News that doesn't receive the necessary attention.

Wednesday, September 7, 2016

Brexit has provided historic opportunity for other European countries to save their cultures. Plans to be discussed at meeting of the Visegrad Group-UK Times

9/8/16, "Brexit vote sparks new revolt by EU states," Times UK, Bruno Waterfield, Brussels

"Former communist states are planning to exploit the fallout of Brexit with a “counter-revolution” designed to block migrant deals and assert the power of national governments over Brussels.

Hungary, Poland, the Czech Republic and Slovakia, an influential diplomatic European Union bloc known as the Visegrad Group, will lobby together at a summit next week to ensure that national governments are put back in the EU’s driving seat. 

The summit will gather all EU leaders, excluding Theresa May, in Slovakia’s capital to forge a new vision of Europe. It is expected to expose the rift between newer member states in the east and western countries committed to a European project based on open borders and markets.

Viktor Orbán, Hungary’s populist conservative prime minister, pledged to use the debate to push the EU away from traditional western European liberalism towards policies based on preserving “historic, religious and national identity”.

“Brexit is a fantastic opportunity for us. We are at a historic cultural moment. There is a possibility of a cultural counter-revolution right now,” he said during a televised debate in Poland. “People don’t change, national and religious identities still have their place. There’s no European identity that could replace them.”

At the summit in Bratislava on September 16, the Visegrad Group will say that Britain’s vote reveals national citizens’ hostility to an EU agenda alien to many communities in countries with different histories or experiences of immigration and globalisation.

The central and east European alliance will be pitted against Germany, Sweden, Denmark, France, Spain and Italy — all countries that pride themselves on their commitment to liberalism and the EU project.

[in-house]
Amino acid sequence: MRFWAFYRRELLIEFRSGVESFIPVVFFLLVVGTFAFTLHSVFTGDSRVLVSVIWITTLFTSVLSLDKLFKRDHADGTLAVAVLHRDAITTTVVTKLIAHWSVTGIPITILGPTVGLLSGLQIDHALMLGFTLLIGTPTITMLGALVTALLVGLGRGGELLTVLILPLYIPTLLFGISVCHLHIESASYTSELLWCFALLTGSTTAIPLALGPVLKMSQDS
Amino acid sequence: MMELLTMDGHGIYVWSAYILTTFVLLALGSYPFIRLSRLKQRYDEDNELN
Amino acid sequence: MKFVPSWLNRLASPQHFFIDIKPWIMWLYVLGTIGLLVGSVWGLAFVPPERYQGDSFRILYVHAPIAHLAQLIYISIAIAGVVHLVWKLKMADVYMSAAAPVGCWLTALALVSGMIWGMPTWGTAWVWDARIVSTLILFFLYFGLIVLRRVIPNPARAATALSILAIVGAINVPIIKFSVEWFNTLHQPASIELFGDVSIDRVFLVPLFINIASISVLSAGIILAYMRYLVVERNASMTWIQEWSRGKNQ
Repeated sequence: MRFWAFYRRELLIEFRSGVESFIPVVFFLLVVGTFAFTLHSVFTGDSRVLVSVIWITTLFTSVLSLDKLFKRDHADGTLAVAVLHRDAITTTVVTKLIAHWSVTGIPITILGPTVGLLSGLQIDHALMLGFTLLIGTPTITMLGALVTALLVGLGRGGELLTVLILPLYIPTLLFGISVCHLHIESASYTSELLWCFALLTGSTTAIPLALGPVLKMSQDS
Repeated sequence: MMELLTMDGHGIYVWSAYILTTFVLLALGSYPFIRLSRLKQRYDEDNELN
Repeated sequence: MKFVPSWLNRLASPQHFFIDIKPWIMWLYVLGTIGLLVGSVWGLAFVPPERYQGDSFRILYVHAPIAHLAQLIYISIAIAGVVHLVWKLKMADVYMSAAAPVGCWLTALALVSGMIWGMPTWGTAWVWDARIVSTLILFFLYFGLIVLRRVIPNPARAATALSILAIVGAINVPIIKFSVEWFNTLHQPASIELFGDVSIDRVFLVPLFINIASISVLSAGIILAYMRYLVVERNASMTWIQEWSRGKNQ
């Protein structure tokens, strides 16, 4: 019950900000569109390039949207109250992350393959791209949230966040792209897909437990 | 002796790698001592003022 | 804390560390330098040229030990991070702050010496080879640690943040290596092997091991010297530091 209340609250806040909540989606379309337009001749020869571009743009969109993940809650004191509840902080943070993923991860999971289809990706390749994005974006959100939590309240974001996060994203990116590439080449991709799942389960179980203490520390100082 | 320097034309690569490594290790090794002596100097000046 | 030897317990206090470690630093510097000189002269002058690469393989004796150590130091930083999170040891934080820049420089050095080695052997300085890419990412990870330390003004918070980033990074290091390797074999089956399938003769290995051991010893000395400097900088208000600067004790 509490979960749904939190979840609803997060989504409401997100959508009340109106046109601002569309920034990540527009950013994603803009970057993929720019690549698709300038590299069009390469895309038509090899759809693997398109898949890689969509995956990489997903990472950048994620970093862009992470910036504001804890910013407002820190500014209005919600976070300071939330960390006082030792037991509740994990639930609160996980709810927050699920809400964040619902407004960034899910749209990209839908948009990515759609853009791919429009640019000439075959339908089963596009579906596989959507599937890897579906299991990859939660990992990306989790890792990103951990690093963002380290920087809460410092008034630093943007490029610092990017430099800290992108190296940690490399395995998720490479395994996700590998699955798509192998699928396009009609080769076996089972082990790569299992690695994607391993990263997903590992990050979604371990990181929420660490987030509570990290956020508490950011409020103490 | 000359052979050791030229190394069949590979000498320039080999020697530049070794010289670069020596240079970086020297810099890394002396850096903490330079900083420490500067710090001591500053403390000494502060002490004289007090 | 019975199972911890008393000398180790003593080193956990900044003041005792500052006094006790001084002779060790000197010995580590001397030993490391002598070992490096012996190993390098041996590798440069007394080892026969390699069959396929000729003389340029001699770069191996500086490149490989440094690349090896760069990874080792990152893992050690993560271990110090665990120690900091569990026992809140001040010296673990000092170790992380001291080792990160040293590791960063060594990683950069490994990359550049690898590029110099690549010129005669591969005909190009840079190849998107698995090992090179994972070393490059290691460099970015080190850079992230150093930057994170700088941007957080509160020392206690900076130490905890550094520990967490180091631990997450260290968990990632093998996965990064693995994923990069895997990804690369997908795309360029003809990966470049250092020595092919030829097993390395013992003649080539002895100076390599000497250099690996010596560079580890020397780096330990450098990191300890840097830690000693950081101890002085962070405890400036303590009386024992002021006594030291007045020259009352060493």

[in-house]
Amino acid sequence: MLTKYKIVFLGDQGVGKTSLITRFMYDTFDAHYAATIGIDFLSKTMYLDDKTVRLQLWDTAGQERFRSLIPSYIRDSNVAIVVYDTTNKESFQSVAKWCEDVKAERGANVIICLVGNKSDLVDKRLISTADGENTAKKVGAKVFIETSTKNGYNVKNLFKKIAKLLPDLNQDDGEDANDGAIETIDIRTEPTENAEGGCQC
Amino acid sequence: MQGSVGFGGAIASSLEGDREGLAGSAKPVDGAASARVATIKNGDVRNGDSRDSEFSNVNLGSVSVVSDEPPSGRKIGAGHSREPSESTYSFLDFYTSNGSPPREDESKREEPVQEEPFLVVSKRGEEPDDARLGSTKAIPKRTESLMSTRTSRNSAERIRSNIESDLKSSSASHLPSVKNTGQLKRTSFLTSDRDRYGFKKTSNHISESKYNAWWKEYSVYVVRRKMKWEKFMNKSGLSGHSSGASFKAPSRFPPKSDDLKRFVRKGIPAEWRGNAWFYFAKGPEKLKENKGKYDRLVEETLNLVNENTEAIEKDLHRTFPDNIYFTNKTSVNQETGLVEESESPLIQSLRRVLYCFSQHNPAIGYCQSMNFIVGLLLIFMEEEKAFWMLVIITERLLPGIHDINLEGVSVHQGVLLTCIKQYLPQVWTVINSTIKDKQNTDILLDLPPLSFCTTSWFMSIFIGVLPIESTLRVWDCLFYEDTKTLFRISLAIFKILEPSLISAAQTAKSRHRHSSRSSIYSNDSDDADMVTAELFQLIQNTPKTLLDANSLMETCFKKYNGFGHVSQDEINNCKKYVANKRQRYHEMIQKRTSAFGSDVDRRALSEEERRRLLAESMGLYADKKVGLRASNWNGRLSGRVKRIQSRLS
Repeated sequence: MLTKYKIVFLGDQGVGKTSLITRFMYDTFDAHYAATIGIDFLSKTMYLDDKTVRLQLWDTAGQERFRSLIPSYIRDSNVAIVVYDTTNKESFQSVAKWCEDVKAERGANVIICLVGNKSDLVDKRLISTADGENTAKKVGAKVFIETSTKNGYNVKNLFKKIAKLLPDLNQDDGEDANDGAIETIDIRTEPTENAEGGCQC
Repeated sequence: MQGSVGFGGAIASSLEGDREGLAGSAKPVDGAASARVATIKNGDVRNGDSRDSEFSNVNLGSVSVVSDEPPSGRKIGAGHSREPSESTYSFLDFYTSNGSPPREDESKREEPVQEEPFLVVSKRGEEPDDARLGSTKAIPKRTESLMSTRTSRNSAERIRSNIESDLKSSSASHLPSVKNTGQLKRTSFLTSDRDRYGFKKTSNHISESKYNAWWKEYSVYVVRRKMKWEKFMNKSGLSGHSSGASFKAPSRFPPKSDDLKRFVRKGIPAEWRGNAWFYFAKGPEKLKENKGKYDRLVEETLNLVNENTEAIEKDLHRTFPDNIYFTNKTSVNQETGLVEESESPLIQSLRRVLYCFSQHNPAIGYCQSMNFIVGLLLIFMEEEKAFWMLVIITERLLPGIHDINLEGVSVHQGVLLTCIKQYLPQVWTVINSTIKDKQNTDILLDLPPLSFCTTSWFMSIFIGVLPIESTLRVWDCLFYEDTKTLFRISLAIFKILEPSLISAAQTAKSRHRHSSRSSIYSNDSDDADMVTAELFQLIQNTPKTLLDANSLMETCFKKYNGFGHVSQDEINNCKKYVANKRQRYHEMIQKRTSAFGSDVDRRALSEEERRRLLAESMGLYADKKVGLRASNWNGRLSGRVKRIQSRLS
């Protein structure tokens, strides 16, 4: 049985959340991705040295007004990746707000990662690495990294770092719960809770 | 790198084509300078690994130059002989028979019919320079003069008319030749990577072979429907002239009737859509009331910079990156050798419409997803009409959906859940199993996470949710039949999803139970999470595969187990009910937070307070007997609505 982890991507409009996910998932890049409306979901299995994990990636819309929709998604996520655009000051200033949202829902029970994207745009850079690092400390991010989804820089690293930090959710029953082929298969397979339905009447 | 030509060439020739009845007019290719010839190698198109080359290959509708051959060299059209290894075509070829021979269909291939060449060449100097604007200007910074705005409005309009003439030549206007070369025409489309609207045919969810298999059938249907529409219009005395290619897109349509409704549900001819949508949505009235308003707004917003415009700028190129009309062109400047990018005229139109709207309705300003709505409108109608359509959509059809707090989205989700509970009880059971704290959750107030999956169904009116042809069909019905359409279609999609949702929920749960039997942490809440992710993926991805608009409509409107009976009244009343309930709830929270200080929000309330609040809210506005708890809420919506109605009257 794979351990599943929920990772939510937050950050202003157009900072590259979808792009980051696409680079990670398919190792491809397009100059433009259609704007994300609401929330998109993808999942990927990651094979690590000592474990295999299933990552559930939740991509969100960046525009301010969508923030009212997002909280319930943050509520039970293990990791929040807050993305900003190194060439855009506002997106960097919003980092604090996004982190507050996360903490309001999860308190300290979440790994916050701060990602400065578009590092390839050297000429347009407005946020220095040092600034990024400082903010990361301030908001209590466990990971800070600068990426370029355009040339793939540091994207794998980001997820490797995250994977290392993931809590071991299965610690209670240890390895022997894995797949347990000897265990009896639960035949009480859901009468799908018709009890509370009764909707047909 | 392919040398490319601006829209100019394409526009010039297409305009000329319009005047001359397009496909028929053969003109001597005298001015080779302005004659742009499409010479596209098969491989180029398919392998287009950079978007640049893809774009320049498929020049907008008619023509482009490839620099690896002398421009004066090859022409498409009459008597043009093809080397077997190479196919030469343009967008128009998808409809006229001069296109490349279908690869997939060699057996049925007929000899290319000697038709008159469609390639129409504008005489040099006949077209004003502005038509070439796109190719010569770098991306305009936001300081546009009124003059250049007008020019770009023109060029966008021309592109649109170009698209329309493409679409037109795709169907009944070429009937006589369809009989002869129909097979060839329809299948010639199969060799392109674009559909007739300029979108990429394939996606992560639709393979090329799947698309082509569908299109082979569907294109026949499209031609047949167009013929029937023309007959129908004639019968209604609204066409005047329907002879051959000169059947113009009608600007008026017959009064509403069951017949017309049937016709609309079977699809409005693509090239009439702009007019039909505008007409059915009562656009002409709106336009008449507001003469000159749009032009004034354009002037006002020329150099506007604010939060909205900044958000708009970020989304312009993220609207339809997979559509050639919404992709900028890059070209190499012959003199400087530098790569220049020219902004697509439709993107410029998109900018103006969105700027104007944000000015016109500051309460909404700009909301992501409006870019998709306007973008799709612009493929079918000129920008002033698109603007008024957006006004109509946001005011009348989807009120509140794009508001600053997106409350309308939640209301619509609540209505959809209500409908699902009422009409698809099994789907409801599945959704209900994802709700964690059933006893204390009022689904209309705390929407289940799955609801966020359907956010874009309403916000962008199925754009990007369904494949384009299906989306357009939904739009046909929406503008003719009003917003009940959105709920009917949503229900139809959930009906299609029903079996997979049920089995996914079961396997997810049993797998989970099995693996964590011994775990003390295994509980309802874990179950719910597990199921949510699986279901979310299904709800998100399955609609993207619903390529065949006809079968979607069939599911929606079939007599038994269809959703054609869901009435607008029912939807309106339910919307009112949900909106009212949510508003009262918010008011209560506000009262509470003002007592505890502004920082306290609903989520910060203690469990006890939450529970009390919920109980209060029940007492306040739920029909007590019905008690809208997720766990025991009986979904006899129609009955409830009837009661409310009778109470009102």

Central and eastern European countries without a history of immigrants from outside Europe have been particularly angered by an EU decision, backed by Angela Merkel, the German chancellor, to impose refugee quotas requiring them to accept asylum-seekers, many of them Muslims. Appearing alongside Mr Orbán, Jaroslaw Kaczynski, leader of Poland’s ruling Justice and Law party, pledged to help Hungary change the way the EU is run.  

Europe needs deep changes. These changes must be rooted in a cultural counter- revolution reminding us that Europe has a wealth of European cultures, he said.

In comments that will alarm other European leaders, Mr Orbán, who has openly proclaimed his desire to make Hungary an “illiberal” state, called on the EU to tackle immigration that “eliminates historical identities” and to restrict “international capital”. He said: “Economic patriotism is a valid topic to discuss. People say that money doesn’t smell but the owner of the money does. Only those nations that have their historic, religious and national identity will survive and be strong.”

The central European countries are also opposed to the EU’s plan to give 75 million Turks, mainly Muslims, visa-free travel in the borderless Schengen area in return for Turkey’s help in preventing a repeat of last year’s migration crisis by cutting off the flow of refugees to the continent.